An LMS can do a lot for a teacher. In addition to being a repository for learning content and materials, organized in a way that they can easily be retrieved, an LMS manages learner engagements and results, and provides teachers and school managers with useful learner and class management information.
The problem is that many teachers feel that an LMS is way too complicated and that it takes too long to master all its functionality. So how do we solve this problem?
Let me use an analogy. As a philatelist I started collecting stamps many years ago. My first schoolboy collection consisted of about twenty stamps, which I kept in a cigarette box. As the number of stamps increased the small box was no longer good enough and I needed a way in which the stamps could be displayed easily – that’s when I discovered a wonderful tool called a stamp album. When the collection developed into country and theme sub-collections, one album was not enough. Eventually my study had to be refurbished, installing rows of shelves for the albums and specially designed drawers to store duplicate stamps in catalogued envelopes.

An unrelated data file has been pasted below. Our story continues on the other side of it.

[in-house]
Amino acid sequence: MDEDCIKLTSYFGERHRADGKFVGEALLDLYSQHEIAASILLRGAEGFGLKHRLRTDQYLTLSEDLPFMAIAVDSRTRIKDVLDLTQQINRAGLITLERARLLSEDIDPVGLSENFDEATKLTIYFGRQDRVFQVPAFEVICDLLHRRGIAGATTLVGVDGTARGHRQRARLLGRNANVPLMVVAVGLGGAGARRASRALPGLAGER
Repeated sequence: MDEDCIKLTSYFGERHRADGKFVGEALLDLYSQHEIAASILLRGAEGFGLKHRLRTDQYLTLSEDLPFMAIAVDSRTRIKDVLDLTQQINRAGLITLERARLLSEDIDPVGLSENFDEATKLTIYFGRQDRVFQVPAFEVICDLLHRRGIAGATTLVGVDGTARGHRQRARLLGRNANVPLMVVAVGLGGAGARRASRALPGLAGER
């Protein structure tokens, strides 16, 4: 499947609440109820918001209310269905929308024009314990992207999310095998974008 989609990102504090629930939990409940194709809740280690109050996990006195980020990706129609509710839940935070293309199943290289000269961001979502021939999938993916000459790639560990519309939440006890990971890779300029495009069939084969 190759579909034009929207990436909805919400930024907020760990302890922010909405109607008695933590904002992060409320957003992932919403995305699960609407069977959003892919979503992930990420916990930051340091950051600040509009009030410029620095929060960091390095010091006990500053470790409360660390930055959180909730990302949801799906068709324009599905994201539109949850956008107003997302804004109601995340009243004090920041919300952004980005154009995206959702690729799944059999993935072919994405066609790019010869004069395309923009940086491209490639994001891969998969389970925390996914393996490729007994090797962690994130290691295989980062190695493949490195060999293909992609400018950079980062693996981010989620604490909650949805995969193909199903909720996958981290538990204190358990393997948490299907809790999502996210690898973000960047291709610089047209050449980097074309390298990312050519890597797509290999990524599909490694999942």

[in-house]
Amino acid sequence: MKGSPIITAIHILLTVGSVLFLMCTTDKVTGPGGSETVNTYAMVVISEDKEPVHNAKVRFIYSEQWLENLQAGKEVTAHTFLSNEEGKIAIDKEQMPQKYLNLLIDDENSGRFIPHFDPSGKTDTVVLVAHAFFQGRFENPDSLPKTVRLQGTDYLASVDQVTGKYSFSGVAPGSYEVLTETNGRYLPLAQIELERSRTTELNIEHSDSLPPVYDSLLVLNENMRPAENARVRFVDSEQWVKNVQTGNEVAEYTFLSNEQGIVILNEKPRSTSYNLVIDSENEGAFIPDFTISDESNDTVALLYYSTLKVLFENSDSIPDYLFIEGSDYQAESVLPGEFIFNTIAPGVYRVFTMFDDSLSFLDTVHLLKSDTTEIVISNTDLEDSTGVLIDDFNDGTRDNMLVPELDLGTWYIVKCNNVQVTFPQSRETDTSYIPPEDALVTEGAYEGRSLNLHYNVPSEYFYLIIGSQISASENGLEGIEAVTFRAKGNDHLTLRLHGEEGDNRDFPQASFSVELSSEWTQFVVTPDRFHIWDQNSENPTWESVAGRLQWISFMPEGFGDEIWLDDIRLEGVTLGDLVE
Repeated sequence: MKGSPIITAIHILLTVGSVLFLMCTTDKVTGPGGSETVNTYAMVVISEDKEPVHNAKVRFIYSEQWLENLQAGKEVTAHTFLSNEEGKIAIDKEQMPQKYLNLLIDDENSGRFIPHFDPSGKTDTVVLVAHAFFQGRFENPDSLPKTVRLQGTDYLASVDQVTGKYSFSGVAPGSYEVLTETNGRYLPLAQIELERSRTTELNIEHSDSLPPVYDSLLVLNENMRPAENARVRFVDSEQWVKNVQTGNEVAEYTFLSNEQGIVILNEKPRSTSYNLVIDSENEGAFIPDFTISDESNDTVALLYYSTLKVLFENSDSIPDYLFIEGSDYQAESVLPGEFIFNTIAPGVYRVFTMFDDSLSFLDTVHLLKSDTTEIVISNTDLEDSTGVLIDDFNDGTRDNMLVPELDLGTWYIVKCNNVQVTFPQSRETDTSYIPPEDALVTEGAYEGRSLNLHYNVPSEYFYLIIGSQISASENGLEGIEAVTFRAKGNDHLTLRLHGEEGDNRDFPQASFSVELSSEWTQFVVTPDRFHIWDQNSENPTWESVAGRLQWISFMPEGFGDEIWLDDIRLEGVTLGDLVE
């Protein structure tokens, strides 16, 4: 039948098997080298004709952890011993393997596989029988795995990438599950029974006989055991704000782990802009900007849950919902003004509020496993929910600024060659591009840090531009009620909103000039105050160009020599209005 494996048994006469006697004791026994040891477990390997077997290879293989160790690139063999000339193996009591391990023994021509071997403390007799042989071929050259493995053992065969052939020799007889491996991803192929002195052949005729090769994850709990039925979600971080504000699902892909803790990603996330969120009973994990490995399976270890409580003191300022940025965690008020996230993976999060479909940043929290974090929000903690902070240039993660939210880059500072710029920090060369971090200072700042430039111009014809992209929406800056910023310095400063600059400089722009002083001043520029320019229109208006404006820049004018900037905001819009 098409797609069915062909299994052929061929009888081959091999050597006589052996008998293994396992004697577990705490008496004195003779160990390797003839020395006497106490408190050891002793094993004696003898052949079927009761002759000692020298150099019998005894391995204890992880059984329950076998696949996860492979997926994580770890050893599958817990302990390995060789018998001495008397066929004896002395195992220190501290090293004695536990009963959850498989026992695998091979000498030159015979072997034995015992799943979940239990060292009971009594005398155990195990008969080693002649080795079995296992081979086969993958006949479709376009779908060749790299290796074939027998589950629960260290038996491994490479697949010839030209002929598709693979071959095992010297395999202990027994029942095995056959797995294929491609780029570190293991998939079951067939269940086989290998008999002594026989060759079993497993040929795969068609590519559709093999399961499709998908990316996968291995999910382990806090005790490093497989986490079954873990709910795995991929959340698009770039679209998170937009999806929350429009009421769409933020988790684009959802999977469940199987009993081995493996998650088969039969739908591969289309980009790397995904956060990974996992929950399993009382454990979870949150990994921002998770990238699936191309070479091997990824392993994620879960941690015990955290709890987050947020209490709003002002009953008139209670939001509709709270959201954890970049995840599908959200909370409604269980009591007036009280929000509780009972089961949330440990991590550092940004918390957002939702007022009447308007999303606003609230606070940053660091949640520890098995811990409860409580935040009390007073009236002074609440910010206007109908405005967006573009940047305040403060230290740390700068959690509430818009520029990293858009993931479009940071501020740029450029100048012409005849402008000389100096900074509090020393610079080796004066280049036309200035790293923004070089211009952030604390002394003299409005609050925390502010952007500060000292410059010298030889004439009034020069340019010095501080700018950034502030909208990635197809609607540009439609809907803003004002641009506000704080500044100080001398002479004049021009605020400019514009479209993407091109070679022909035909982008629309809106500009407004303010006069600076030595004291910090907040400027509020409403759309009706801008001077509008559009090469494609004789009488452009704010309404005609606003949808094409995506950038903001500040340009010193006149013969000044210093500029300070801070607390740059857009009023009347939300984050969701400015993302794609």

The point of this is that I did not require an elaborate system at first; the need developed progressively, and so did the solution.
I would argue that the same is true of teachers and an LMS. Initially, when starting to use technology at school, teachers may only need a simple digital folder to store lesson plans and perhaps a spreadsheet to keep record of learner scores. As they continue using technology and come to realize they can do new things, they discover new needs and would be looking for better storing and reporting systems. Then – one day – they realize: the solution is an LMS! And once they get the hang of it, they will never do without it again.